Emily Apter - From: The Translation Zone. A New Comparative Literature
Gayatri Chakravorty Spivak - From: Outside in the Teaching Machine

I have real reservations about pushing translation studies in the direction of linguistic ecology even if this new direction offers potentially rich possibilities for interdisciplinary work between comparative literature and area studies. More worries are grounded in the concern that a translation studies overly indebted to linguistic ecology risks fetishizing heritage language as it devotes itself to curatorial salvage: exoticizing burrs, calques and idiomatic expressions as so many ornaments of linguistic local color, reinforcing linguistic cultural essentialism, and subjecting the natural flux and variation of dialect to a standard language model of grammatical fixity. I am personally more inclined toward a critical model of language politics that would continue to emphasize aesthetic and theoretical questions, while invigorating the investigation of linguistic nominalism, or what a language name really names when it refers to grammatical practices in linguistic territories.

The Invisibility of the African Interpreter
Jeanne Garane

"Les interprètes le font tourner dans un petit cercle d'intrigues.” (The interpreters keep him turning in a narrow circle of intrigues.) Robert Delavignette, Service africain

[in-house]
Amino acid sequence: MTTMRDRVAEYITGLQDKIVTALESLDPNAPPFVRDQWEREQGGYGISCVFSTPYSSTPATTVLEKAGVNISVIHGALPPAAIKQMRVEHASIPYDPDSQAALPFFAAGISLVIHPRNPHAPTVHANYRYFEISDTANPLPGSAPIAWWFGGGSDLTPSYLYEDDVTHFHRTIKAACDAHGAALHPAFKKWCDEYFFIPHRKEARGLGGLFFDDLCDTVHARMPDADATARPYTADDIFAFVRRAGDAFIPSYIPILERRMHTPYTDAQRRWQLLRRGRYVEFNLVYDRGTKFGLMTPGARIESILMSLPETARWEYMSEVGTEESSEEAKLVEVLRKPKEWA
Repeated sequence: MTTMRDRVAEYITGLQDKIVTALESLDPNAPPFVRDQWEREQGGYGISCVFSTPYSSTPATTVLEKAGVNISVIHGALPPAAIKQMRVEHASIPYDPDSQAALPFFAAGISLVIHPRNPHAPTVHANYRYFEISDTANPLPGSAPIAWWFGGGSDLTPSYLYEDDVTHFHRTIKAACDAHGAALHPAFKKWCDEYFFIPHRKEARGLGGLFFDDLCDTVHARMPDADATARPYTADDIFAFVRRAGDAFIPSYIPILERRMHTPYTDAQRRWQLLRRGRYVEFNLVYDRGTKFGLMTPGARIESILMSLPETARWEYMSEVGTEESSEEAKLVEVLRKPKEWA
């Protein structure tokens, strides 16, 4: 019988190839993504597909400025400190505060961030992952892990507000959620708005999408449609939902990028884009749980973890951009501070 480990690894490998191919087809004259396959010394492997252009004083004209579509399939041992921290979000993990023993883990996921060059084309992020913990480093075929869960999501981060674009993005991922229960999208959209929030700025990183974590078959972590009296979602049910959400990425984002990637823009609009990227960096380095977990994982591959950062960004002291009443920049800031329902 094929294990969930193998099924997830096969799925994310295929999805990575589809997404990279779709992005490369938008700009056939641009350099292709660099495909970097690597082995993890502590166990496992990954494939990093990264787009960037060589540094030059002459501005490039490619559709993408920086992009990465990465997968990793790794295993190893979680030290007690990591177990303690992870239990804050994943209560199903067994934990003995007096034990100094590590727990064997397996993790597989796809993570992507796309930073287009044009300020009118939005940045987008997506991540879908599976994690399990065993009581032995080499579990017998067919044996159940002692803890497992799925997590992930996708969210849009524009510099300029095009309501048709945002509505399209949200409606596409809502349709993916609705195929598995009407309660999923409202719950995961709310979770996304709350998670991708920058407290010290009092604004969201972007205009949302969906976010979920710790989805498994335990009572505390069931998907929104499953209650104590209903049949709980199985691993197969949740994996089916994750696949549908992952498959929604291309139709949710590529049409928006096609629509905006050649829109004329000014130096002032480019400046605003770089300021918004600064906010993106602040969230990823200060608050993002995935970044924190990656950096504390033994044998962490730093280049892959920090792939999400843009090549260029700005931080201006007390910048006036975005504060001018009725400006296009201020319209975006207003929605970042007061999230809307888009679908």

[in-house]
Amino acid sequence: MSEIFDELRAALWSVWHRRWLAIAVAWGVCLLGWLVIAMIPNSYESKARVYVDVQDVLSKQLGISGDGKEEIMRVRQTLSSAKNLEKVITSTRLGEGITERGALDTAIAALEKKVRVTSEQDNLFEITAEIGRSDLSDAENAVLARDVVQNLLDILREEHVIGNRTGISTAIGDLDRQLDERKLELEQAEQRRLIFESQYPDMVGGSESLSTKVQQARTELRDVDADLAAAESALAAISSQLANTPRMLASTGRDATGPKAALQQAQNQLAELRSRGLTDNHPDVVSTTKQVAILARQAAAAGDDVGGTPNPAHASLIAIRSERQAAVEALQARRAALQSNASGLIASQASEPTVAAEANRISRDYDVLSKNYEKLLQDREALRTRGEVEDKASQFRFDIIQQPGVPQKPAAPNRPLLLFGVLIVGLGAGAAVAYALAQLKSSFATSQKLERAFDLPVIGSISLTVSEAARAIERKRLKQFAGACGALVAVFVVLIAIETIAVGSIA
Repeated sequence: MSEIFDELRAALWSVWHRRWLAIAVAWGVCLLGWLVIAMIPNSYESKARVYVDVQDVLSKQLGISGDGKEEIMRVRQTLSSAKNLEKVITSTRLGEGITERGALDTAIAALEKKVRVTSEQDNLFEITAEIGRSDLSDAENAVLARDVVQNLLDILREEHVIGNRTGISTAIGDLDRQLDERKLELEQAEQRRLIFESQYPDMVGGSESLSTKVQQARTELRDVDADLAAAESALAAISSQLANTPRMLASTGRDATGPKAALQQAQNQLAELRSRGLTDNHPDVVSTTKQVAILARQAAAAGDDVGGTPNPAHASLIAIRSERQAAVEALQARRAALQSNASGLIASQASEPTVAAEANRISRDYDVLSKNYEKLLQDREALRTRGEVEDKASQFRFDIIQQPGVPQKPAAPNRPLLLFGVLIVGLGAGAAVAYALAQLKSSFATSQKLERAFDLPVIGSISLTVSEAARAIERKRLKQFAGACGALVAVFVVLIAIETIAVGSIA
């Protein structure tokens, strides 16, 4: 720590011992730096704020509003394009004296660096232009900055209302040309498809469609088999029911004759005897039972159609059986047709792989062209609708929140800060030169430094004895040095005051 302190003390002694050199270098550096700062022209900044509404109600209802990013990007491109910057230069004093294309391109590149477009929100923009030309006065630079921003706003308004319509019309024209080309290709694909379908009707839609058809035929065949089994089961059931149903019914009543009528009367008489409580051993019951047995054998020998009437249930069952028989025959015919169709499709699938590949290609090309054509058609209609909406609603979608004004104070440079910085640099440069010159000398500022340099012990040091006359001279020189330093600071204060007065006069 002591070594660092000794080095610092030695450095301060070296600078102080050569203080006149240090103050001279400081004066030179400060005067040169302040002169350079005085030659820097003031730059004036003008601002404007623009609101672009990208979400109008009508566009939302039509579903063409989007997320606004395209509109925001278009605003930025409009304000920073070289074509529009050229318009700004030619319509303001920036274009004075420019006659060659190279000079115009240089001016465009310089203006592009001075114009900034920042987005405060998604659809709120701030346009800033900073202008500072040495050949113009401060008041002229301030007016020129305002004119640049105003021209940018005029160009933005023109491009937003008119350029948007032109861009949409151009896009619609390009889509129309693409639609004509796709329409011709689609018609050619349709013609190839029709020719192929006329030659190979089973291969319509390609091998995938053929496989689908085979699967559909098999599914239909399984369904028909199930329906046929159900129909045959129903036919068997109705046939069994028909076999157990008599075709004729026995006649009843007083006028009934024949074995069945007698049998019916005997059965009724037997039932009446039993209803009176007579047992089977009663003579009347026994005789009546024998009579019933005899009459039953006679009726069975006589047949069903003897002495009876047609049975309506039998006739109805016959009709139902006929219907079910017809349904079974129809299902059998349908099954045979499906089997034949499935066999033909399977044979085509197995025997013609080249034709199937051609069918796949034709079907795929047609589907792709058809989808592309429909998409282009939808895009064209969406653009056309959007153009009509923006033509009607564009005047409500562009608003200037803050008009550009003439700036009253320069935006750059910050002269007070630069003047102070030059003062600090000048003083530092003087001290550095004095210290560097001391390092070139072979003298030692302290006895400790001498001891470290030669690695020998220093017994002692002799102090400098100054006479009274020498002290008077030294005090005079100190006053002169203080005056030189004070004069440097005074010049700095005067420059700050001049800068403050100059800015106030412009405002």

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Interview with Robert J.C. Young

translation editor Siri Nergaard met with Robert J. C. Young in New Your City on September14th 2012 at the Nida Research Symposium.

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Reflections on Translation
Paschalis Nikolaou

How does one reflect on translation? For Susan Bassnett, one of the world’s foremost thinkers in translation studies – it is a field she helped into being, no less – this is a question answered incrementally, and over time. Her Reflections on Translation collects critical pieces that appeared, for the most part, in the ITI Bulletin; their significance immediately connects to the author’s name, but the usefulness of – and often, sheer enjoyment in – reading them owes also to an adopted style and approach to communicating what’s really important. 

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